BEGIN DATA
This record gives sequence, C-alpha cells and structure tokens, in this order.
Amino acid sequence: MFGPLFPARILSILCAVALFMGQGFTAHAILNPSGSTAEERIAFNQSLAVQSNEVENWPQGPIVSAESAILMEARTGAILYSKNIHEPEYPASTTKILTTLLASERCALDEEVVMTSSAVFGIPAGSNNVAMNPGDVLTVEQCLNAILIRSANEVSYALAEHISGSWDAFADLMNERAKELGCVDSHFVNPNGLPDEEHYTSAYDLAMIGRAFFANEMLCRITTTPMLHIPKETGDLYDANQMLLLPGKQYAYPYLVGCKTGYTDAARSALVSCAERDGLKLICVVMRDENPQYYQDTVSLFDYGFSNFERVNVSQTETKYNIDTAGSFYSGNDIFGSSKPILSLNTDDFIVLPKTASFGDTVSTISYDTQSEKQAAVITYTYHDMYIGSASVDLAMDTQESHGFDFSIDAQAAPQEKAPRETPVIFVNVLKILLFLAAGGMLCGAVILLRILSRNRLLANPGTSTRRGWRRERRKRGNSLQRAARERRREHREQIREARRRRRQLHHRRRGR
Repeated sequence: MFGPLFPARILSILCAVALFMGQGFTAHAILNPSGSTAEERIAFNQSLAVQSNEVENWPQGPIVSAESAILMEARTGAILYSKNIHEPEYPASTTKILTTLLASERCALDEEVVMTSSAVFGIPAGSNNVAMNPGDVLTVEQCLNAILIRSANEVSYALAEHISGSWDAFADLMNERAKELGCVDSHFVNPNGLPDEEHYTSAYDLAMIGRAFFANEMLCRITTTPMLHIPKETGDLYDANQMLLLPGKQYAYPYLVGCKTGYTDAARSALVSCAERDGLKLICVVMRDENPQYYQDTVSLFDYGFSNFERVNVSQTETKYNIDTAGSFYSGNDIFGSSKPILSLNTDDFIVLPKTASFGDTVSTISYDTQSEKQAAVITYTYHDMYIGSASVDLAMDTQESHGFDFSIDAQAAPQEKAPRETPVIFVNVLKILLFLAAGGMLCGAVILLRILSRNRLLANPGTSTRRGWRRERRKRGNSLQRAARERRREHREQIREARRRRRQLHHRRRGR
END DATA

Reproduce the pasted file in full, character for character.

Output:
This record gives sequence, C-alpha cells and structure tokens, in this order.
Amino acid sequence: MFGPLFPARILSILCAVALFMGQGFTAHAILNPSGSTAEERIAFNQSLAVQSNEVENWPQGPIVSAESAILMEARTGAILYSKNIHEPEYPASTTKILTTLLASERCALDEEVVMTSSAVFGIPAGSNNVAMNPGDVLTVEQCLNAILIRSANEVSYALAEHISGSWDAFADLMNERAKELGCVDSHFVNPNGLPDEEHYTSAYDLAMIGRAFFANEMLCRITTTPMLHIPKETGDLYDANQMLLLPGKQYAYPYLVGCKTGYTDAARSALVSCAERDGLKLICVVMRDENPQYYQDTVSLFDYGFSNFERVNVSQTETKYNIDTAGSFYSGNDIFGSSKPILSLNTDDFIVLPKTASFGDTVSTISYDTQSEKQAAVITYTYHDMYIGSASVDLAMDTQESHGFDFSIDAQAAPQEKAPRETPVIFVNVLKILLFLAAGGMLCGAVILLRILSRNRLLANPGTSTRRGWRRERRKRGNSLQRAARERRREHREQIREARRRRRQLHHRRRGR
Repeated sequence: MFGPLFPARILSILCAVALFMGQGFTAHAILNPSGSTAEERIAFNQSLAVQSNEVENWPQGPIVSAESAILMEARTGAILYSKNIHEPEYPASTTKILTTLLASERCALDEEVVMTSSAVFGIPAGSNNVAMNPGDVLTVEQCLNAILIRSANEVSYALAEHISGSWDAFADLMNERAKELGCVDSHFVNPNGLPDEEHYTSAYDLAMIGRAFFANEMLCRITTTPMLHIPKETGDLYDANQMLLLPGKQYAYPYLVGCKTGYTDAARSALVSCAERDGLKLICVVMRDENPQYYQDTVSLFDYGFSNFERVNVSQTETKYNIDTAGSFYSGNDIFGSSKPILSLNTDDFIVLPKTASFGDTVSTISYDTQSEKQAAVITYTYHDMYIGSASVDLAMDTQESHGFDFSIDAQAAPQEKAPRETPVIFVNVLKILLFLAAGGMLCGAVILLRILSRNRLLANPGTSTRRGWRRERRKRGNSLQRAARERRREHREQIREARRRRRQLHHRRRGR